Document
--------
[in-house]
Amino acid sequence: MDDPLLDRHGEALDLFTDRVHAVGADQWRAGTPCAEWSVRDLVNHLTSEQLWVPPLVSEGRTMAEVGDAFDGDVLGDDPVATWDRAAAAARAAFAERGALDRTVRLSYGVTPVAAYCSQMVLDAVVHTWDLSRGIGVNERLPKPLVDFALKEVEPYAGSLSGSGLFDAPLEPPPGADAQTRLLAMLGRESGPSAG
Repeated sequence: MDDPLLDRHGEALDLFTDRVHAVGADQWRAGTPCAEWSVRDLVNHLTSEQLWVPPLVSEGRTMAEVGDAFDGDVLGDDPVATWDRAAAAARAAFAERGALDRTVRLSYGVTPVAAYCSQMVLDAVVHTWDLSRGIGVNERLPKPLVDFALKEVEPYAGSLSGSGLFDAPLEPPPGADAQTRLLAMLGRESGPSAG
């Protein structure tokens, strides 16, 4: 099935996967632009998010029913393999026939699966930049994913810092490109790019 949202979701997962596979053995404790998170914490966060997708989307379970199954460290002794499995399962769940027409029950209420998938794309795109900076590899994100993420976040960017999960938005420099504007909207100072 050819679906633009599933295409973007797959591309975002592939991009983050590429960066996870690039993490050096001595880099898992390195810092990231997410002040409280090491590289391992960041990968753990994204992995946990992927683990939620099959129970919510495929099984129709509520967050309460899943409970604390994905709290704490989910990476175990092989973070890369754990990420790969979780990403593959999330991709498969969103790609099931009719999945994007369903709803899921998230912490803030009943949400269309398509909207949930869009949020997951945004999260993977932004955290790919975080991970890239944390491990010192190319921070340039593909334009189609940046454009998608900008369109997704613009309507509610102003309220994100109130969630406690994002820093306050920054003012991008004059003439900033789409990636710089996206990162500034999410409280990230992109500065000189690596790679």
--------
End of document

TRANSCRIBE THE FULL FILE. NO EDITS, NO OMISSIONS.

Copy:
[in-house]
Amino acid sequence: MDDPLLDRHGEALDLFTDRVHAVGADQWRAGTPCAEWSVRDLVNHLTSEQLWVPPLVSEGRTMAEVGDAFDGDVLGDDPVATWDRAAAAARAAFAERGALDRTVRLSYGVTPVAAYCSQMVLDAVVHTWDLSRGIGVNERLPKPLVDFALKEVEPYAGSLSGSGLFDAPLEPPPGADAQTRLLAMLGRESGPSAG
Repeated sequence: MDDPLLDRHGEALDLFTDRVHAVGADQWRAGTPCAEWSVRDLVNHLTSEQLWVPPLVSEGRTMAEVGDAFDGDVLGDDPVATWDRAAAAARAAFAERGALDRTVRLSYGVTPVAAYCSQMVLDAVVHTWDLSRGIGVNERLPKPLVDFALKEVEPYAGSLSGSGLFDAPLEPPPGADAQTRLLAMLGRESGPSAG
């Protein structure tokens, strides 16, 4: 099935996967632009998010029913393999026939699966930049994913810092490109790019 949202979701997962596979053995404790998170914490966060997708989307379970199954460290002794499995399962769940027409029950209420998938794309795109900076590899994100993420976040960017999960938005420099504007909207100072 050819679906633009599933295409973007797959591309975002592939991009983050590429960066996870690039993490050096001595880099898992390195810092990231997410002040409280090491590289391992960041990968753990994204992995946990992927683990939620099959129970919510495929099984129709509520967050309460899943409970604390994905709290704490989910990476175990092989973070890369754990990420790969979780990403593959999330991709498969969103790609099931009719999945994007369903709803899921998230912490803030009943949400269309398509909207949930869009949020997951945004999260993977932004955290790919975080991970890239944390491990010192190319921070340039593909334009189609940046454009998608900008369109997704613009309507509610102003309220994100109130969630406690994002820093306050920054003012991008004059003439900033789409990636710089996206990162500034999410409280990230992109500065000189690596790679």